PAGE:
If you’re struggling to keep up with your monthly student loan payments, the Revised Pay As You Earn plan (REPAYE) might help. This plan limits your payment each month based on your income.
Based on how payments are calculated, REPAYE is best for:
- Single borrowers (not married)
- Borrowers with Federal Direct Loans
- Borrowers with no graduate student debt
In this post:
- How REPAYE works
- How REPAYE compares to other income-driven plans
- When REPAYE might make sense for you
- How to apply for REPAYE
- What you can do if you don’t qualify for REPAYE
How REPAYE works
REPAYE puts a cap on your monthly federal student loan payments at 10% of your discretionary income. This number is based on your adjusted gross income (AGI), family size, and total student loan balance.
Under this plan, if you haven’t paid off your loans after 20 or 25 years, your remaining balance can be forgiven. Because your monthly payment is based on your income, you could also pay off your debt a bit earlier.
If you’re married, your spouse’s income and student loans are considered when calculating your discretionary income. That can make your payment a lot higher than it is if you’re single. REPAYE can also lead to a situation where your payments are less than your monthly interest, which may lead to a growing loan balance instead of a shrinking one.
How REPAYE compares to other income-driven plans
If you’re interested in income-driven repayment and REPAYE doesn’t look like a great choice, you can also consider another IDR plan like Income-Based Repayment (IBR), Income-Contingent Repayment (ICR), or Paye As You Earn (PAYE).
|Repayment length||No more than 20 or 25 years||No more than 25 years||No more than 25 years||No more than 20 years|
|Payment amounts||10% of discretionary income||15% of discretionary income||20% of discretionary income||10% of discretionary income|
|Who it’s best for||Borrowers looking for a lower monthly payment||Federal Family Education Loan Program (FFELP) borrowers||Available to Parent PLUS Loan borrowers||Borrowers with graduate student loans|
|To qualify||Must have Federal Direct Loans||FFEL Program and Direct Loans||Must have Federal Direct Loans||Direct Loan borrowers since Oct. 1, 2007|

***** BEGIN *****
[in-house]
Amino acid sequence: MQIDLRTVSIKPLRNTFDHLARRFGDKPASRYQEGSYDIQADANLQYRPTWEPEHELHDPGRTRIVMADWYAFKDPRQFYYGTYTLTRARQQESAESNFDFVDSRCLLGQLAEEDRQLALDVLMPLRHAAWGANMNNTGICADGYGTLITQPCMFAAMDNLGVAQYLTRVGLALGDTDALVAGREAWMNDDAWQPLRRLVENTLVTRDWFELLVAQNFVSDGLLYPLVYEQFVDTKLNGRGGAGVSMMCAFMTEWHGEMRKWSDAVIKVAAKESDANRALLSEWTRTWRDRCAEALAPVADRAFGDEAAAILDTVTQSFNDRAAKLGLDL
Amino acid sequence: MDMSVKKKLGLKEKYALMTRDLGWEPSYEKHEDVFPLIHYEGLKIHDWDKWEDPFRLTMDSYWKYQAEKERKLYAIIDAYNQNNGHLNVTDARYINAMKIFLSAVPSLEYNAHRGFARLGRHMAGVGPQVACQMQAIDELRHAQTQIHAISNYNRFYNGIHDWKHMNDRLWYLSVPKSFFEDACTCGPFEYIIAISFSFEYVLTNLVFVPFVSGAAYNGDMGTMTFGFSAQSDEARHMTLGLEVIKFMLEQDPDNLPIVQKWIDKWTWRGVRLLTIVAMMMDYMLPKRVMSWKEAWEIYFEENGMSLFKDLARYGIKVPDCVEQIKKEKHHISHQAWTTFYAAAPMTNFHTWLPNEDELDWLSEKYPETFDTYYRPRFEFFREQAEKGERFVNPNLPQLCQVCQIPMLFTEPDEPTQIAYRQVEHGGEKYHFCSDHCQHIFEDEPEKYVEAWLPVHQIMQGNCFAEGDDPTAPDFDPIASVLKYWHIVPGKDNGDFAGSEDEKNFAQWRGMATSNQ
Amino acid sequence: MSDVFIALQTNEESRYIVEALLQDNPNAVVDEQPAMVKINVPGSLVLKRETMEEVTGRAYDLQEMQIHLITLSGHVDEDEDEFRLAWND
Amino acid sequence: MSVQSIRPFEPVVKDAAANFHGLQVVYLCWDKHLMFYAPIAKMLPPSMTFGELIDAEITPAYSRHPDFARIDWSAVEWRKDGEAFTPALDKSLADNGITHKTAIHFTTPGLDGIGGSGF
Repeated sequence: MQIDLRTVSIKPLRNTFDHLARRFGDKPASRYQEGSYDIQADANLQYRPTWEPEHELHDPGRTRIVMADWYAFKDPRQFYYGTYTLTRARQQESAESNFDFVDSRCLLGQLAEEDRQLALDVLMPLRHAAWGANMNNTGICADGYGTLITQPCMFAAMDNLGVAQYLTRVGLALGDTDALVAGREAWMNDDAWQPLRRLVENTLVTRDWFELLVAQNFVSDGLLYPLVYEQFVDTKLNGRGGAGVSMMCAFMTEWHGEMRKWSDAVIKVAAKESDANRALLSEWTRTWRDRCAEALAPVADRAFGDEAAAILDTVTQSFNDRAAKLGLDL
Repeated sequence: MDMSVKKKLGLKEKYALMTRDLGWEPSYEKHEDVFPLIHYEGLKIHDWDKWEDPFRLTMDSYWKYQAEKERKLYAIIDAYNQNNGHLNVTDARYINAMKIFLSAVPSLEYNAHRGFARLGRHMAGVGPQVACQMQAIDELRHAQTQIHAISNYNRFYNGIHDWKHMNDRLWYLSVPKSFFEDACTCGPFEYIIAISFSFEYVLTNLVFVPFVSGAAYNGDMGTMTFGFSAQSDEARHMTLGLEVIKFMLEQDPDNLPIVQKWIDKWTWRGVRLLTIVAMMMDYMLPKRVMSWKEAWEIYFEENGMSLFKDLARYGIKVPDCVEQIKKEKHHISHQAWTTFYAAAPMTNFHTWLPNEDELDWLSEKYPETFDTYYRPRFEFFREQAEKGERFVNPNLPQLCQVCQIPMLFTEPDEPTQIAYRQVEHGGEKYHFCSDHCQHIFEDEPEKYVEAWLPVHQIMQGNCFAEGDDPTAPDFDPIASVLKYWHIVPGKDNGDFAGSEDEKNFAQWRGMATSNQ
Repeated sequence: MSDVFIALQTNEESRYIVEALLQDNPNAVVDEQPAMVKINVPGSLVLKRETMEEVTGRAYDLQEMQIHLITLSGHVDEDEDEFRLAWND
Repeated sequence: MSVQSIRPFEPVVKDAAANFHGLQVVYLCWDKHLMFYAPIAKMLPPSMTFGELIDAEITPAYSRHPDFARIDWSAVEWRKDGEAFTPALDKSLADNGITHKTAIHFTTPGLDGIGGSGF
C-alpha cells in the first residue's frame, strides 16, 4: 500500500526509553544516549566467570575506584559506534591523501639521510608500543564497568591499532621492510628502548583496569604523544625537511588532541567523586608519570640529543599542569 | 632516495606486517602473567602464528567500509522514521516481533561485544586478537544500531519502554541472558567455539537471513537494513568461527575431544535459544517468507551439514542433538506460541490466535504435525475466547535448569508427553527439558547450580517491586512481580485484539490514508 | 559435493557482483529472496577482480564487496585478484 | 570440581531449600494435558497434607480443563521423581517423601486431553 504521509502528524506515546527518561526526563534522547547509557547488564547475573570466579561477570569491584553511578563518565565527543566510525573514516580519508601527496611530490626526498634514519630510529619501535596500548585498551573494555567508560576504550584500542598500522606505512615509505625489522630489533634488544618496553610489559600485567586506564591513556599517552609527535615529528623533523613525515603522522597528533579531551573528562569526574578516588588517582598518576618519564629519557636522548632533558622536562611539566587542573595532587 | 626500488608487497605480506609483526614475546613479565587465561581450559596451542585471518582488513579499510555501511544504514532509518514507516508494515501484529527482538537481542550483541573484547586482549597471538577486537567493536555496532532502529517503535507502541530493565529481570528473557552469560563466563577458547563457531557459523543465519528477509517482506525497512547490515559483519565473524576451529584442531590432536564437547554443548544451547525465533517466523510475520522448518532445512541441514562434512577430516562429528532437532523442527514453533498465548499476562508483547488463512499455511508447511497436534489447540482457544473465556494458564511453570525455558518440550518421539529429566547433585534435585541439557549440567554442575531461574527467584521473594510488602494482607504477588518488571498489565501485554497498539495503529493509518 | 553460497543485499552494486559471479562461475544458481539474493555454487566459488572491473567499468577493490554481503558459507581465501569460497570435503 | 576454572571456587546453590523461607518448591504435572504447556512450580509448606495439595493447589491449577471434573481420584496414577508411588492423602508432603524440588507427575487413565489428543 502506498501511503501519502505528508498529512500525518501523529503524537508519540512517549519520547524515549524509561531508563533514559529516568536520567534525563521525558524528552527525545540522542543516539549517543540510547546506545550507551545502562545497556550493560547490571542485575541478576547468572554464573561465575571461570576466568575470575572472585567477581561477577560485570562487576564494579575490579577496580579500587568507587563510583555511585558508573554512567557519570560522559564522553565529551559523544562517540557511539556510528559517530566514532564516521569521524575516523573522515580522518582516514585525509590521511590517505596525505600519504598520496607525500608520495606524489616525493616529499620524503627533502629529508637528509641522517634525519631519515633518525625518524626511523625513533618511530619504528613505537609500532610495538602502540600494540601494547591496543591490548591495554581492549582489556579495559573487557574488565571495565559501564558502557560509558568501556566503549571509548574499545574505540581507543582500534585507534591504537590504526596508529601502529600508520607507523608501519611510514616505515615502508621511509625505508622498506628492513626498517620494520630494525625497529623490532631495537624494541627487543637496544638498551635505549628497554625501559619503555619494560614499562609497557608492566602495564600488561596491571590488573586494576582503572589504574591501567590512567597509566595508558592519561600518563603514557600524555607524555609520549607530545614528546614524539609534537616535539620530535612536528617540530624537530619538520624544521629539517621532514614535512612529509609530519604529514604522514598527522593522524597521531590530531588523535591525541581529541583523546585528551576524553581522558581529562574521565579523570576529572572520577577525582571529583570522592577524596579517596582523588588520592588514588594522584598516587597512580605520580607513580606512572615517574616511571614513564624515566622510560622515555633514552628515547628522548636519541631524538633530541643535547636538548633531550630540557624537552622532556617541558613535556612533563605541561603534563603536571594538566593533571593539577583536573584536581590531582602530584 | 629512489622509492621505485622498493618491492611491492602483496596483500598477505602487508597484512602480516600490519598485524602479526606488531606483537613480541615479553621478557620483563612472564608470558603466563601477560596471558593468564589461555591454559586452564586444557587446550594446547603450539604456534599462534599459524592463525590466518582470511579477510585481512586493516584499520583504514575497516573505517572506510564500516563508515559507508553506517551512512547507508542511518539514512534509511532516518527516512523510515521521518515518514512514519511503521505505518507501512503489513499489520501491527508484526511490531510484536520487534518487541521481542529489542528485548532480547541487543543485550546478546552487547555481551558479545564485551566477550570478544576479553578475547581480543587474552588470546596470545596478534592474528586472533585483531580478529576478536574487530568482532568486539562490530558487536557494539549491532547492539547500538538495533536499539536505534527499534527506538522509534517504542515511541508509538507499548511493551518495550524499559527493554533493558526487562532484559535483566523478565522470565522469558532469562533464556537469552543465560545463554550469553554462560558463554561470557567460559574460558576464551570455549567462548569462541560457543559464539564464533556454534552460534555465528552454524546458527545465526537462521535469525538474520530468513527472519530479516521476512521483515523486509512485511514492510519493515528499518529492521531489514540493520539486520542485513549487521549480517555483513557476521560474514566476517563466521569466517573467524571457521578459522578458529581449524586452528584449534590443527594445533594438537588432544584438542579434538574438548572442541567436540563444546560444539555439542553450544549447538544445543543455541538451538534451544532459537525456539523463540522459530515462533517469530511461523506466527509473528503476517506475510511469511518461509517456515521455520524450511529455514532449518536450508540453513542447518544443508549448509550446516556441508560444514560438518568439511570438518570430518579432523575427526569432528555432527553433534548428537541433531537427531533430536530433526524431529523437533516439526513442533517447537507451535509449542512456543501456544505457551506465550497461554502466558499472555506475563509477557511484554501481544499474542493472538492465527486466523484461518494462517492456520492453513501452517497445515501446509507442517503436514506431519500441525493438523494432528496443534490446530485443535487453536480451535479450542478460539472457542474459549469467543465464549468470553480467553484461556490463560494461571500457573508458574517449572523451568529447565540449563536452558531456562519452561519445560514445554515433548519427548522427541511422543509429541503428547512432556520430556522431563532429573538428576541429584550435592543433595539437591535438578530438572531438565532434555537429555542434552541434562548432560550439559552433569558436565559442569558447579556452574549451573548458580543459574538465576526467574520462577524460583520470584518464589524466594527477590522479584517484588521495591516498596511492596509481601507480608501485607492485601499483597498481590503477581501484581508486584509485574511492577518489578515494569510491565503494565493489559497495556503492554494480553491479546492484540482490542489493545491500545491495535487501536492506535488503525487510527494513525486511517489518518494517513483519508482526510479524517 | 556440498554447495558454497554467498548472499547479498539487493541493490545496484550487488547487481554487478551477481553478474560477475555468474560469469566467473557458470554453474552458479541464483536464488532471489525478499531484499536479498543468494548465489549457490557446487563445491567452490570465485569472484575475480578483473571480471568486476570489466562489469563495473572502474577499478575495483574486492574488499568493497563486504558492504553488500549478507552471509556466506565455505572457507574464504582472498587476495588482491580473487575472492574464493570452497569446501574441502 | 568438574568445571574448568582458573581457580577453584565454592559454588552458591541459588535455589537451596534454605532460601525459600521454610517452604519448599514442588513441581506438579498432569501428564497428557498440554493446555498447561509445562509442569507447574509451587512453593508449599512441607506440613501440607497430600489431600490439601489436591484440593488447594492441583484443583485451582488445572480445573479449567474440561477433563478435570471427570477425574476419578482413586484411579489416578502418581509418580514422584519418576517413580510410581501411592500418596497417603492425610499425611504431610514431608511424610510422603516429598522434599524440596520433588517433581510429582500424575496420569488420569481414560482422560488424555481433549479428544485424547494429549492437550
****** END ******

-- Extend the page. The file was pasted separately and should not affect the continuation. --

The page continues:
When REPAYE might make sense for you
REPAYE is the best repayment plan for many student loan borrowers. It has wide qualification requirements, gives you the lowest payment, and results in forgiveness for the remainder of your balance after 20 years if you only have undergraduate loans.
REPAYE could make sense in these scenarios:
- You’re single and have a low income and high monthly payments
- You’re married and both you and your spouse have large student loans
- You have student loans that don’t qualify for other income-driven repayment plans due to the origination or disbursement date
- You have any type of Federal Direct Loan and want the lowest monthly payment possible
- You’re willing to pay for your loans over a longer period of time to get a lower monthly payment
How to apply for REPAYE
Applying for REPAYE is easy. The best way to apply for most people is online at the StudentLoans.gov website.
Here’s how to apply for REPAYE apply online:
- Go to the IDR plan application page
- Scroll down to the section for new applicants or returning applicants
- Click the button to log in and start your application
- Log in with your FSA ID and password (the same login you used when completing the FAFSA)
- Enter your personal information including details on your family size, employment, and marital status
- Connect your application to your IRS tax return to import your adjusted gross income (AGI) and other required financial details from your taxes
- Select the REPAYE option if eligible
- Enter your personal contact information
- Review everything for accuracy, sign, and submit your application
You can also get a PDF version of the paper application to mail in if you prefer.
What you can do if you don’t qualify for REPAYE
Some borrowers don’t qualify for REPAYE. If you don’t qualify and want an income-driven repayment plan, start the application process the same as you would for REPAYE. When you get to the end of the financial section, you will be presented with other options based on your loans and income.
If you have good credit, you might be able to save money by refinancing your student loans to get a lower interest rate. Those loans don’t end with forgiveness after 20 or 25 years, so do the math and weigh out the pros and cons to decide what makes the most sense for you.